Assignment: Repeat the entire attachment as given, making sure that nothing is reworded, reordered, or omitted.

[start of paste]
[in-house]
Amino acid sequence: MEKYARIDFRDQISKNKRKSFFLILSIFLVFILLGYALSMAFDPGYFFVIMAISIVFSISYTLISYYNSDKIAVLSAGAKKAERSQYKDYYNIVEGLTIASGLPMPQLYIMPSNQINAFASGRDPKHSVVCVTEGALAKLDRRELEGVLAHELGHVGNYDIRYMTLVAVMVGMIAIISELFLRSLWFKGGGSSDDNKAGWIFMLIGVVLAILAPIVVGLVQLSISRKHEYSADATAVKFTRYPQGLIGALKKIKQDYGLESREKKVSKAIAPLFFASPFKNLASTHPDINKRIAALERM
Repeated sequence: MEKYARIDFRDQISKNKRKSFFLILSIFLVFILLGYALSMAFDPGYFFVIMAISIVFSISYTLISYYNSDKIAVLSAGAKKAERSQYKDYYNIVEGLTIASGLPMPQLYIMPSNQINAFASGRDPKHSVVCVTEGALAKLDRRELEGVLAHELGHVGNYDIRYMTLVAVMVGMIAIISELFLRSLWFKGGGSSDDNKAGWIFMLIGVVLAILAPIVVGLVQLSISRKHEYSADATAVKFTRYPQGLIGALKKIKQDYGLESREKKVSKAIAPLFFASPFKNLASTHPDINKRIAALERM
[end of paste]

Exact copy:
[in-house]
Amino acid sequence: MEKYARIDFRDQISKNKRKSFFLILSIFLVFILLGYALSMAFDPGYFFVIMAISIVFSISYTLISYYNSDKIAVLSAGAKKAERSQYKDYYNIVEGLTIASGLPMPQLYIMPSNQINAFASGRDPKHSVVCVTEGALAKLDRRELEGVLAHELGHVGNYDIRYMTLVAVMVGMIAIISELFLRSLWFKGGGSSDDNKAGWIFMLIGVVLAILAPIVVGLVQLSISRKHEYSADATAVKFTRYPQGLIGALKKIKQDYGLESREKKVSKAIAPLFFASPFKNLASTHPDINKRIAALERM
Repeated sequence: MEKYARIDFRDQISKNKRKSFFLILSIFLVFILLGYALSMAFDPGYFFVIMAISIVFSISYTLISYYNSDKIAVLSAGAKKAERSQYKDYYNIVEGLTIASGLPMPQLYIMPSNQINAFASGRDPKHSVVCVTEGALAKLDRRELEGVLAHELGHVGNYDIRYMTLVAVMVGMIAIISELFLRSLWFKGGGSSDDNKAGWIFMLIGVVLAILAPIVVGLVQLSISRKHEYSADATAVKFTRYPQGLIGALKKIKQDYGLESREKKVSKAIAPLFFASPFKNLASTHPDINKRIAALERM